The recursive triggers were introduced in version 7.0. If a trigger modifies the same table where the trigger was created, the trigger will not fire again unless recursive triggers is turned on. Recursive triggers is a database option, which is off by default.
The first command of the following example checks the setting of recursive triggers for the Pubs database, and the second sets recursive triggers to TRUE:
EXEC sp_dboption pubs, 'recursive triggers' EXEC sp_dboption pubs, 'recursive triggers', TRUE
If you turn off nested triggers, recursive triggers is automatically disabled, regardless of how the database option is set. The maximum nesting level for recursive triggers is the same as for nested triggers: 32 levels.
Recursive triggers should be used with care. It is easy to create an endless loop, as shown in Listing 29.5, which creates a recursive trigger on a new test table in the Pubs database.
EXEC sp_configure 'nested triggers', 1 RECONFIGURE WITH OVERRIDE EXEC sp_dboption pubs, 'recursive triggers', TRUE CREATE TABLE rk_tr_test (id int IDENTITY) GO CREATE TRIGGER rk_tr ON rk_tr_test FOR INSERT AS INSERT rk_tr_test DEFAULT VALUES GO INSERT rk_tr_test DEFAULT VALUES Server: Msg 217, Level 16, State 1, Procedure rk_tr, Line 2 Maximum stored procedure nesting level exceeded (limit 32).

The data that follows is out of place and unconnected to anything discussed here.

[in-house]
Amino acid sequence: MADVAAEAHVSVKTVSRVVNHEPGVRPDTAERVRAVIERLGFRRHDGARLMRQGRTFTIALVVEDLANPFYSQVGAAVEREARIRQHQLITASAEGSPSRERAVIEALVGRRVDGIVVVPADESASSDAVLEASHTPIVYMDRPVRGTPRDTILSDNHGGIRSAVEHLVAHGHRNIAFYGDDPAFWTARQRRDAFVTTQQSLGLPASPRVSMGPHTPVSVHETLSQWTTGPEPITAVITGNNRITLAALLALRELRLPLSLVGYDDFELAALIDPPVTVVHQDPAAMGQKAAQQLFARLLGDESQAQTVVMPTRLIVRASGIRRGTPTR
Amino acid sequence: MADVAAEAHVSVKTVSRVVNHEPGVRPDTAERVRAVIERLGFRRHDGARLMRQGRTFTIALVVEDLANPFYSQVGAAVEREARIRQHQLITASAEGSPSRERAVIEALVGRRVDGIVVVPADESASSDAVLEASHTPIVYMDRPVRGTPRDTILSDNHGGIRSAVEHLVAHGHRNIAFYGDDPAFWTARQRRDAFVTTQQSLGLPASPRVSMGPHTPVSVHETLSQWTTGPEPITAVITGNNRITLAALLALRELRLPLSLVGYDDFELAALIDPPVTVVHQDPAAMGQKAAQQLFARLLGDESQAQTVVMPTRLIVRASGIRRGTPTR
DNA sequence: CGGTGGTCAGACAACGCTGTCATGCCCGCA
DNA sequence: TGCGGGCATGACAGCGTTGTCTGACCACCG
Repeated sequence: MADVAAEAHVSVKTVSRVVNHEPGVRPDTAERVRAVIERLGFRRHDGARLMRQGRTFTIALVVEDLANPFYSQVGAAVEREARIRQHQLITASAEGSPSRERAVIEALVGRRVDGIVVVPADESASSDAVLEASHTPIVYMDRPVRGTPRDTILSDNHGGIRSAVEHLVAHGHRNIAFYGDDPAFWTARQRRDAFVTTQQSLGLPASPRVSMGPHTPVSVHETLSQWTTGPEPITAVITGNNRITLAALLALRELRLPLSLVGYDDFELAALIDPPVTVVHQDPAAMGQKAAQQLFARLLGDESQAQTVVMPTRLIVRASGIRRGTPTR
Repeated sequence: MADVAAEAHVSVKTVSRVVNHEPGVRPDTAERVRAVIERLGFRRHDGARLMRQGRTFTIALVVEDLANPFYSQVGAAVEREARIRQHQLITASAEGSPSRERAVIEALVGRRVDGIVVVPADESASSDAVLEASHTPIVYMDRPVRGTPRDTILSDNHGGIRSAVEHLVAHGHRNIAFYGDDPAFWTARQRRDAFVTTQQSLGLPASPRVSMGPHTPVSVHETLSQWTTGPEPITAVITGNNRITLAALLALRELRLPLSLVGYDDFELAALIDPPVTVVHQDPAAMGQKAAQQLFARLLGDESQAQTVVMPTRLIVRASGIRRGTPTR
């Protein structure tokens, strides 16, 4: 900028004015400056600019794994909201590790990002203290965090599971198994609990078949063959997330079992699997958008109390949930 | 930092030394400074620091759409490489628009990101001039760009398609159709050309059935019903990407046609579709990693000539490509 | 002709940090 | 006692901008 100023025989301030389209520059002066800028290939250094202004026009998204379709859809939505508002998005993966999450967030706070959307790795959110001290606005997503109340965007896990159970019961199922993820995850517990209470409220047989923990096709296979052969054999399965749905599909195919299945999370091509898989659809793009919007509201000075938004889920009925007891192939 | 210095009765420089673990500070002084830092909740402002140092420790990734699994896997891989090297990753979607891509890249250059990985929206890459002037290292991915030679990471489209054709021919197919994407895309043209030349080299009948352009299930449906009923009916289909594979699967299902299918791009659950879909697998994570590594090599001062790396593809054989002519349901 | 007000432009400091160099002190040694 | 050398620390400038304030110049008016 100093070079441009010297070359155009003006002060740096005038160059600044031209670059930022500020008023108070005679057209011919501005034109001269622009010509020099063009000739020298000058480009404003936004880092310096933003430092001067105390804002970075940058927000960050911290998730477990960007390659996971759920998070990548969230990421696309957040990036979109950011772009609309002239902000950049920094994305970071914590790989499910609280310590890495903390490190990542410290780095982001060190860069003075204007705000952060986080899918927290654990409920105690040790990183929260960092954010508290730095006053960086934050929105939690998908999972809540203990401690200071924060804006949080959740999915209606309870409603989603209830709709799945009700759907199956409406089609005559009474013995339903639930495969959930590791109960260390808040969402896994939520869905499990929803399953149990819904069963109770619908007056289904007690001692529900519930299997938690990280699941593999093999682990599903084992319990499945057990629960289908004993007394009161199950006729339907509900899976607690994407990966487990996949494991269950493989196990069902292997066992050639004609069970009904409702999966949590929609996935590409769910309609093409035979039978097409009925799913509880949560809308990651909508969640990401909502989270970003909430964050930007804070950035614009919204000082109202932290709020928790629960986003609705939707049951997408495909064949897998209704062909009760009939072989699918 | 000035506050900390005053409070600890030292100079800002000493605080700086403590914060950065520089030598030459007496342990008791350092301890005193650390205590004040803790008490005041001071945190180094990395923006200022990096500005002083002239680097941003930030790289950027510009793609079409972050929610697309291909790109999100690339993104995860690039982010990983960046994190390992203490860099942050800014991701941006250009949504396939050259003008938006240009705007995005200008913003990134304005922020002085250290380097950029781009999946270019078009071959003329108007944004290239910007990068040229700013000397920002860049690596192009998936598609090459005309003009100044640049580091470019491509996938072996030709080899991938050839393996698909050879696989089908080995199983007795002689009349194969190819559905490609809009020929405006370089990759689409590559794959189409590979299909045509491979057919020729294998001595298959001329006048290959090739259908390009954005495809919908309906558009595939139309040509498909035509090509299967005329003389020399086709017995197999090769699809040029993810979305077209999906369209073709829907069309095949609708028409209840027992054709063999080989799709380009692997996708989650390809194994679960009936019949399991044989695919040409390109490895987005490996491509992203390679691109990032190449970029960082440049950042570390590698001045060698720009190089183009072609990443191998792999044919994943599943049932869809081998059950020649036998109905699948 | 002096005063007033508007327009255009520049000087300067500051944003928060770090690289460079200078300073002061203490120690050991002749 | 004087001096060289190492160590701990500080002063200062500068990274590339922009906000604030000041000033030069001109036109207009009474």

The recursion described thus far is known, more explicitly, as direct recursion. Another type of recursion exists as well, and it is known as indirect recursion. With indirect recursion, a table with a trigger fires an update to another table, and this table, in turn, causes an update to happen to the original table on which the trigger fired. This causes the trigger on the original table to fire again.
With indirect recursion, setting the recursive triggers database setting to false does not prevent the recursion from happening. The only way to prevent this type of recursion is to set the nested triggers setting to false, which, in turn, prevents all recursion.